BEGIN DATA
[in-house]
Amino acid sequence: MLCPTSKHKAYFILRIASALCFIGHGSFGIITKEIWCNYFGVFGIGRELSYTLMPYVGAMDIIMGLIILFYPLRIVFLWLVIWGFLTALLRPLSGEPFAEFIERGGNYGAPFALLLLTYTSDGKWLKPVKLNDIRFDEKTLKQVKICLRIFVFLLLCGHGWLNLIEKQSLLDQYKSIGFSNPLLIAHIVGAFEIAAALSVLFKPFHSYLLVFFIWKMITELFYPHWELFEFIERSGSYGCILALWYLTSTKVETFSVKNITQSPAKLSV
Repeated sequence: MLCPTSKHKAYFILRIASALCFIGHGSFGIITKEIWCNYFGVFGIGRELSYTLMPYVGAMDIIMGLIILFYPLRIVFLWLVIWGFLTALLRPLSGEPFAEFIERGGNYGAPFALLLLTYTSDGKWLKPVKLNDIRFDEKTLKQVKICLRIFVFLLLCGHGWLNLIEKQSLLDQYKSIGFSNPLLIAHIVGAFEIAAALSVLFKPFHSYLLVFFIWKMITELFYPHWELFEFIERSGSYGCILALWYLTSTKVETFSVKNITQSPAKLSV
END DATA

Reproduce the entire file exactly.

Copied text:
[in-house]
Amino acid sequence: MLCPTSKHKAYFILRIASALCFIGHGSFGIITKEIWCNYFGVFGIGRELSYTLMPYVGAMDIIMGLIILFYPLRIVFLWLVIWGFLTALLRPLSGEPFAEFIERGGNYGAPFALLLLTYTSDGKWLKPVKLNDIRFDEKTLKQVKICLRIFVFLLLCGHGWLNLIEKQSLLDQYKSIGFSNPLLIAHIVGAFEIAAALSVLFKPFHSYLLVFFIWKMITELFYPHWELFEFIERSGSYGCILALWYLTSTKVETFSVKNITQSPAKLSV
Repeated sequence: MLCPTSKHKAYFILRIASALCFIGHGSFGIITKEIWCNYFGVFGIGRELSYTLMPYVGAMDIIMGLIILFYPLRIVFLWLVIWGFLTALLRPLSGEPFAEFIERGGNYGAPFALLLLTYTSDGKWLKPVKLNDIRFDEKTLKQVKICLRIFVFLLLCGHGWLNLIEKQSLLDQYKSIGFSNPLLIAHIVGAFEIAAALSVLFKPFHSYLLVFFIWKMITELFYPHWELFEFIERSGSYGCILALWYLTSTKVETFSVKNITQSPAKLSV